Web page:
Star Trek Deep Space Nine: Takes place in season six. Pairing is Kira/Odo

Star Trek Voyager: Takes place in season seven. Pairing is Janeway/Chakotay

X-files: takes place some time in season seven. Pairing is Mulder/Scully

Buffy the Vampire Slayer: Takes place sometime in season four. Pairing will be Willow Rosenburg/Charlie Bradbury from Supernatural

Hobbit: Takes place during the battle of the five armies pairings will be Fili/Original Gnome character from the Forgotten Realms series, and Kili/Original Hobbit character

Lord of the Rings: Takes place during the battle of Helm’s Deep. No pairings, just Faramir, Legolas, and Aragorn bromancing together. There may be a Faramir/Aragorn thing but we’ll see.

Note: This story is not canon in anyway. It falls somewhere between canon divergence and AU. 

Note Two: I don’t own any of these characters (except Asphodel and Brenna, they come from my novel so they are mine, but I adapted them to fit into the Tolkien and Forgotten Realms verse and changed their backgrounds to fit. Everyone else belongs to their associated creators.

Note 3: No haters. This is a collection of rare-pairs for the most part. If you don’t like them, or their fandoms, then don’t read it.

Note 4: there is no real plot, I’m kinda writing as I go, letting my muse do the writing. I would love to have an idea beta, or two, or three for this so let me know if you are interested.

Warnings: There will be plenty of violence, survival themes, struggles, etc. Some of the characters have trauma, some of them start out as enemies. Some of them have violent backgrounds. 

The first chapter is kinda boring, there are a lot of characters and I wanted to quickly introduce them all.



Keep reading

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              When we look at the greatest characters in the Lord of the Rings, Aragorn undoubtedly makes the cut.  For starters, he fits into Tolkien’s narrative flawlessly.  One of the primary themes in the trilogy is the importance of mercy.  Aragorn constantly practices this virtue, and it is one of things that makes his character so great.  He is consistently forgiving and patient.  Unlike Gandalf, he does not lose his patience with the hobbits, even when they are suspicious and rude towards him.  Despite Denethor’s selfishness and the fact that he and his sons are literally taking Aragorn’s place, Aragorn holds no grudge towards them and even works to save their lives on various occasions.  When Boromir confesses his temptation to steal the ring, Aragorn offers him the consolation of mercy before he dies.  Another one of the themes that Tolkien placed in the Lord of the Rings was the idea that a person’s honor and value could be found outside of battle and great deeds.  Aragorn spent the majority of his life as a reclusive ranger.  The virtuous man that he is during the War of the Ring was built by an everyday struggle to do the right thing.  In that way, Aragorn is also an incredibly relatable character. Like us, he spent most of his life without the chance to do something truly great.  But when the moment arrived, he truly did have what he needed.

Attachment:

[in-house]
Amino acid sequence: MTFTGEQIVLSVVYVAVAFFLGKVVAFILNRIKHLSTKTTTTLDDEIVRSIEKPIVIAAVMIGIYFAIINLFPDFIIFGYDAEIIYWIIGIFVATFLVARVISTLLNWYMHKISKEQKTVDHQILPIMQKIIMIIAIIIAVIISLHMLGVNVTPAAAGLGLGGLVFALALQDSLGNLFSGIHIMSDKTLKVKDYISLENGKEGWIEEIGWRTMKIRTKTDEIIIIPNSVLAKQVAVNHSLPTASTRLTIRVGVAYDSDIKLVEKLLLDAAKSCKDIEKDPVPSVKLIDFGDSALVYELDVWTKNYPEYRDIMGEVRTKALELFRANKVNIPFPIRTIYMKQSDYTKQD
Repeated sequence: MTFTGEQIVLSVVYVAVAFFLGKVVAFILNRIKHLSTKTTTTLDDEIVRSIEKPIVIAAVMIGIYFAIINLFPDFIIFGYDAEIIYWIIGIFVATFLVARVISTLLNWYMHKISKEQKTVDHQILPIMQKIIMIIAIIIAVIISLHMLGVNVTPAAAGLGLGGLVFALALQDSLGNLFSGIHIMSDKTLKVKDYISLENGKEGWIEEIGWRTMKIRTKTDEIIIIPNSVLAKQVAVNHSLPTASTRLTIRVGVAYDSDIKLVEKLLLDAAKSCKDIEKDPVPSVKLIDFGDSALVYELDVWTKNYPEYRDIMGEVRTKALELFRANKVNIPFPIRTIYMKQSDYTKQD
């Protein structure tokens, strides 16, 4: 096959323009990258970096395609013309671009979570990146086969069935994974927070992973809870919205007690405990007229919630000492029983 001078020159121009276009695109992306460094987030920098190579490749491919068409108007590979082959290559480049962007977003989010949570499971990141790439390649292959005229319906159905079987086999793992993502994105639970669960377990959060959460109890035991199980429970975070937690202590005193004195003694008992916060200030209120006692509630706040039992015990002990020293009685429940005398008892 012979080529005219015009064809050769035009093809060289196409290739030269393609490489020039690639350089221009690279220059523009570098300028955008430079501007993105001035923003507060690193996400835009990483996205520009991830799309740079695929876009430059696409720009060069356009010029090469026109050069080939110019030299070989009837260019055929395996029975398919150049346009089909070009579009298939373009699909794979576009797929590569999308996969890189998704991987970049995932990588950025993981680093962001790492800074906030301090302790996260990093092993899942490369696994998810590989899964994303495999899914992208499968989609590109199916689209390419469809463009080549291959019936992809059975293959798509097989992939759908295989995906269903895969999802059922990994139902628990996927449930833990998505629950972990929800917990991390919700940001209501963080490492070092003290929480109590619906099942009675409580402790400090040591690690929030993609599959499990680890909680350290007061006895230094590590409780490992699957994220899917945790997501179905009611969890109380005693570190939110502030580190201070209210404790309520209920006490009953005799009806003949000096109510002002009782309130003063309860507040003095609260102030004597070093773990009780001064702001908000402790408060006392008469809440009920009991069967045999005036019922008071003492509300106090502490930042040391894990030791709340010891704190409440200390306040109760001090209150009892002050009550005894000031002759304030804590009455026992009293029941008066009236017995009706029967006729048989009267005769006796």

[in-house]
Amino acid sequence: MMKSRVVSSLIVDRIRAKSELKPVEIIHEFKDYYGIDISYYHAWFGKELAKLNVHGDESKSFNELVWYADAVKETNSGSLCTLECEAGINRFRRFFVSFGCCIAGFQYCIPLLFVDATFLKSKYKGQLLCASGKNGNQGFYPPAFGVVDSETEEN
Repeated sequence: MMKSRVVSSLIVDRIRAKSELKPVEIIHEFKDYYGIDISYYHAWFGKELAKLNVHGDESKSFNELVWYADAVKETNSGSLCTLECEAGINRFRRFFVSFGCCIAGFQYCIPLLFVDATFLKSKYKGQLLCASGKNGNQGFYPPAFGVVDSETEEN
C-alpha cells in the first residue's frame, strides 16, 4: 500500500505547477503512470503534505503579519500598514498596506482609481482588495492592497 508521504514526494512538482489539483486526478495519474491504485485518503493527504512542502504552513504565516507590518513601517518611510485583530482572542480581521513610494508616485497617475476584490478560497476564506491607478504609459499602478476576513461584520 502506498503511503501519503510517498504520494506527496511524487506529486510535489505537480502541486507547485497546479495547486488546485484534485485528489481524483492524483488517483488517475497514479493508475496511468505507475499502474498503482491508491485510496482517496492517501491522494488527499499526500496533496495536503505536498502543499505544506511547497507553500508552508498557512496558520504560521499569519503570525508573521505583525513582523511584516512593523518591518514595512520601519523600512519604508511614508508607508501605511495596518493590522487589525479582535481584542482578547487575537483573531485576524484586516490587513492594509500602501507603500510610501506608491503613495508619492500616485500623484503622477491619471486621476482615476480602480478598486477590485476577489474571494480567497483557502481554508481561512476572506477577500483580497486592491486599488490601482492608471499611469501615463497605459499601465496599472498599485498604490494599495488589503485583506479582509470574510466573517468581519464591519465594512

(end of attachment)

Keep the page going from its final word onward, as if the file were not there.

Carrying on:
Another thing that makes Aragorn so fantastic is the way in which he prioritizes the individual.  At the beginning of The Two Towers, he makes the decision to rescue Merry and Pippin rather than journey to Gondor.  Later, he takes the time to console Eowyn despite the fact that there are far more important matters at hand.  In The Return of the King, he devotes his first hours in Minas Tirith to healing Faramir, Eowyn, and Merry.  Aragorn understands that one of things which distinguishes good from evil is the way in which it prioritizes people.  To Sauron, the orcs are dispensable creations with meaningless lives.  Aragorn, however, never treats any life as worthless. He finds time to treat everyone with compassion, and that is one trait which makes him a great king.

                Another thing which makes him a great king is the value that he places on hard work.  Unlike Boromir and Faramir, Aragorn was not born into a life of privilege.  He had to work hard and get dirty content himself with the ordinary before he could go on his “quest.”  Aragorn also shows himself to be unafraid to practice what he preaches. This is, of course, evidenced in the (somewhat imfamous) line: “Then I shall die as one of them!”  But seriously, think of what a change this was for the people of Gondor.  Their previous ruler was a self-obsessed, mentally unstable old man who stayed secluded in his tower eating tomatoes like a psychopath.  Then Aragorn shows up, his single priority to save the lives of the people in the city, no matter the personal cost.

                The last thing which makes Aragorn really stand out as a character is the way in which he embodies what masculinity is truly meant to be. Aragorn consistently displays the more typical traits of masculinity (strength and courage) but he also blends them with the equally important virtues of compassion and sensitivity. His top priority is to protect people and show them love.  He shows this in the way that he deals with Eowyn’s affection and Boromir’s death. He declines Eowyn gently rather than callously.  He openly weeps over Boromir’s death, showing that there is no shame in loving people. Some of his most memorable moments are not in battle but in the Houses of Healing.  His desire to protect those around him is not prideful or suffocating; it is heartfelt and selfless.  And THAT is why I love Aragorn.